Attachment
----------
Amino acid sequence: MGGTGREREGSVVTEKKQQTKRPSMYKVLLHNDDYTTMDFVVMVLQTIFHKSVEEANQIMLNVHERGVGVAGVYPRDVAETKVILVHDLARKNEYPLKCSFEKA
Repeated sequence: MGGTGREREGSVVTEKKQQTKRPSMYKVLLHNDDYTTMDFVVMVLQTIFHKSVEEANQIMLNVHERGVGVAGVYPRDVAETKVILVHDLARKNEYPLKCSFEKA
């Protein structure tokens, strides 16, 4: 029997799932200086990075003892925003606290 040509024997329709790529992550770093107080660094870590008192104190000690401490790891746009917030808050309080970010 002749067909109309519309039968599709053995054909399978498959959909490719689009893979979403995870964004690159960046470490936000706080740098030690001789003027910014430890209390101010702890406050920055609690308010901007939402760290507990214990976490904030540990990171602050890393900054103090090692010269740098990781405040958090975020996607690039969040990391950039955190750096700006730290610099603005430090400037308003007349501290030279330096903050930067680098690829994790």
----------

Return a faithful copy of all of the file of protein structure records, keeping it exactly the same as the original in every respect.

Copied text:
Amino acid sequence: MGGTGREREGSVVTEKKQQTKRPSMYKVLLHNDDYTTMDFVVMVLQTIFHKSVEEANQIMLNVHERGVGVAGVYPRDVAETKVILVHDLARKNEYPLKCSFEKA
Repeated sequence: MGGTGREREGSVVTEKKQQTKRPSMYKVLLHNDDYTTMDFVVMVLQTIFHKSVEEANQIMLNVHERGVGVAGVYPRDVAETKVILVHDLARKNEYPLKCSFEKA
């Protein structure tokens, strides 16, 4: 029997799932200086990075003892925003606290 040509024997329709790529992550770093107080660094870590008192104190000690401490790891746009917030808050309080970010 002749067909109309519309039968599709053995054909399978498959959909490719689009893979979403995870964004690159960046470490936000706080740098030690001789003027910014430890209390101010702890406050920055609690308010901007939402760290507990214990976490904030540990990171602050890393900054103090090692010269740098990781405040958090975020996607690039969040990391950039955190750096700006730290610099603005430090400037308003007349501290030279330096903050930067680098690829994790």